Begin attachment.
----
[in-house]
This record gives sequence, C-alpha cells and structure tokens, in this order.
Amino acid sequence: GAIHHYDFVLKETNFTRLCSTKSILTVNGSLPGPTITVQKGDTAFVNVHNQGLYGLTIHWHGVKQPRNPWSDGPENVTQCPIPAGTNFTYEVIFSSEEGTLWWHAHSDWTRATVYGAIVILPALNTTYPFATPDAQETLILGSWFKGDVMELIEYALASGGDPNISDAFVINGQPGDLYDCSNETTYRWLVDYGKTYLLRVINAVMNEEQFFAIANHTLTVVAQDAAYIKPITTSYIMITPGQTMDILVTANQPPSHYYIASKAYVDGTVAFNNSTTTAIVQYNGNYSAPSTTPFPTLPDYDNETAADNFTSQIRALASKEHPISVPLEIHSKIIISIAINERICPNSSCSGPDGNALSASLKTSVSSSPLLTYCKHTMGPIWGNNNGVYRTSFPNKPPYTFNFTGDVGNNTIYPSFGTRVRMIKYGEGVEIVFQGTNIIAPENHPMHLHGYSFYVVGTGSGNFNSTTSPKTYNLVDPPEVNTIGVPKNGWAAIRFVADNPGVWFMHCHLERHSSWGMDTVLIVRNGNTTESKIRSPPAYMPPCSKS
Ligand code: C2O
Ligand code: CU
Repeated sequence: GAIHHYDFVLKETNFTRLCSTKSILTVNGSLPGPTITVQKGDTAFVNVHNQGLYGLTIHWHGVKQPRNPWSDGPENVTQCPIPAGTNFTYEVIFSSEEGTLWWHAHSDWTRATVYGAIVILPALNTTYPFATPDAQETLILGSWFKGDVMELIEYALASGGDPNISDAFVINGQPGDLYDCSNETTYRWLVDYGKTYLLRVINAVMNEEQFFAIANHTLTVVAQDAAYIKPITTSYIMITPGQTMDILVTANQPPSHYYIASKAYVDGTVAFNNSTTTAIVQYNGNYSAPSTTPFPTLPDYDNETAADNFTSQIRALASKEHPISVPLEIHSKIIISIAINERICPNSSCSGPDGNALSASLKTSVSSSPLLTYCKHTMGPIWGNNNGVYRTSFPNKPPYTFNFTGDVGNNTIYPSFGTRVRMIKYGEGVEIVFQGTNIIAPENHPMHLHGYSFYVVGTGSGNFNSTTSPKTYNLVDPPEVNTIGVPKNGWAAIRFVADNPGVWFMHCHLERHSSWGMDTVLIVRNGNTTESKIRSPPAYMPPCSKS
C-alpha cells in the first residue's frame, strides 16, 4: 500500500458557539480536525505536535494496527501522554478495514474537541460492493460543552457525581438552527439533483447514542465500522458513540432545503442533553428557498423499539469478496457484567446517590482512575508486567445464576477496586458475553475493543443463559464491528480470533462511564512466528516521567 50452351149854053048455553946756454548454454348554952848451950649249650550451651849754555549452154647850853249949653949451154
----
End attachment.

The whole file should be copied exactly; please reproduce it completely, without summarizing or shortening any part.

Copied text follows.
[in-house]
This record gives sequence, C-alpha cells and structure tokens, in this order.
Amino acid sequence: GAIHHYDFVLKETNFTRLCSTKSILTVNGSLPGPTITVQKGDTAFVNVHNQGLYGLTIHWHGVKQPRNPWSDGPENVTQCPIPAGTNFTYEVIFSSEEGTLWWHAHSDWTRATVYGAIVILPALNTTYPFATPDAQETLILGSWFKGDVMELIEYALASGGDPNISDAFVINGQPGDLYDCSNETTYRWLVDYGKTYLLRVINAVMNEEQFFAIANHTLTVVAQDAAYIKPITTSYIMITPGQTMDILVTANQPPSHYYIASKAYVDGTVAFNNSTTTAIVQYNGNYSAPSTTPFPTLPDYDNETAADNFTSQIRALASKEHPISVPLEIHSKIIISIAINERICPNSSCSGPDGNALSASLKTSVSSSPLLTYCKHTMGPIWGNNNGVYRTSFPNKPPYTFNFTGDVGNNTIYPSFGTRVRMIKYGEGVEIVFQGTNIIAPENHPMHLHGYSFYVVGTGSGNFNSTTSPKTYNLVDPPEVNTIGVPKNGWAAIRFVADNPGVWFMHCHLERHSSWGMDTVLIVRNGNTTESKIRSPPAYMPPCSKS
Ligand code: C2O
Ligand code: CU
Repeated sequence: GAIHHYDFVLKETNFTRLCSTKSILTVNGSLPGPTITVQKGDTAFVNVHNQGLYGLTIHWHGVKQPRNPWSDGPENVTQCPIPAGTNFTYEVIFSSEEGTLWWHAHSDWTRATVYGAIVILPALNTTYPFATPDAQETLILGSWFKGDVMELIEYALASGGDPNISDAFVINGQPGDLYDCSNETTYRWLVDYGKTYLLRVINAVMNEEQFFAIANHTLTVVAQDAAYIKPITTSYIMITPGQTMDILVTANQPPSHYYIASKAYVDGTVAFNNSTTTAIVQYNGNYSAPSTTPFPTLPDYDNETAADNFTSQIRALASKEHPISVPLEIHSKIIISIAINERICPNSSCSGPDGNALSASLKTSVSSSPLLTYCKHTMGPIWGNNNGVYRTSFPNKPPYTFNFTGDVGNNTIYPSFGTRVRMIKYGEGVEIVFQGTNIIAPENHPMHLHGYSFYVVGTGSGNFNSTTSPKTYNLVDPPEVNTIGVPKNGWAAIRFVADNPGVWFMHCHLERHSSWGMDTVLIVRNGNTTESKIRSPPAYMPPCSKS
C-alpha cells in the first residue's frame, strides 16, 4: 500500500458557539480536525505536535494496527501522554478495514474537541460492493460543552457525581438552527439533483447514542465500522458513540432545503442533553428557498423499539469478496457484567446517590482512575508486567445464576477496586458475553475493543443463559464491528480470533462511564512466528516521567 50452351149854053048455553946756454548454454348554952848451950649249650550451651849754555549452154647850853249949653949451154